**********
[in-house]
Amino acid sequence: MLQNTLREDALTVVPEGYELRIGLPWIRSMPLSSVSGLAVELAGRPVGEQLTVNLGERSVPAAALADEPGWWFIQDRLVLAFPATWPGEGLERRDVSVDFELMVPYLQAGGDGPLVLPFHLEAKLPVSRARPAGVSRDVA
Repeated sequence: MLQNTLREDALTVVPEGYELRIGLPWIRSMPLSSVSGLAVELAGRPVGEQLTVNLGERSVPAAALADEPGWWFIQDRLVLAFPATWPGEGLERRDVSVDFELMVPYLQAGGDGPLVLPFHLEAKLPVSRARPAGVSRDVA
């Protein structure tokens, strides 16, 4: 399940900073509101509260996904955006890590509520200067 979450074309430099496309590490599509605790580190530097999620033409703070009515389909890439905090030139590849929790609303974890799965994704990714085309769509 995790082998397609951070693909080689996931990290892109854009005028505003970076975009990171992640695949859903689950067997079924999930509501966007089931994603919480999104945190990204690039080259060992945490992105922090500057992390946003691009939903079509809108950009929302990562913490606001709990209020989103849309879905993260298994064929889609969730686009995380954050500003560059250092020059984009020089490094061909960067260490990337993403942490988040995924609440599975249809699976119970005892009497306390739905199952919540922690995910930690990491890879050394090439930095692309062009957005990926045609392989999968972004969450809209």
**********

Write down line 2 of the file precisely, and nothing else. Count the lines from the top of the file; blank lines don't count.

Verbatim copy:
Amino acid sequence: MLQNTLREDALTVVPEGYELRIGLPWIRSMPLSSVSGLAVELAGRPVGEQLTVNLGERSVPAAALADEPGWWFIQDRLVLAFPATWPGEGLERRDVSVDFELMVPYLQAGGDGPLVLPFHLEAKLPVSRARPAGVSRDVA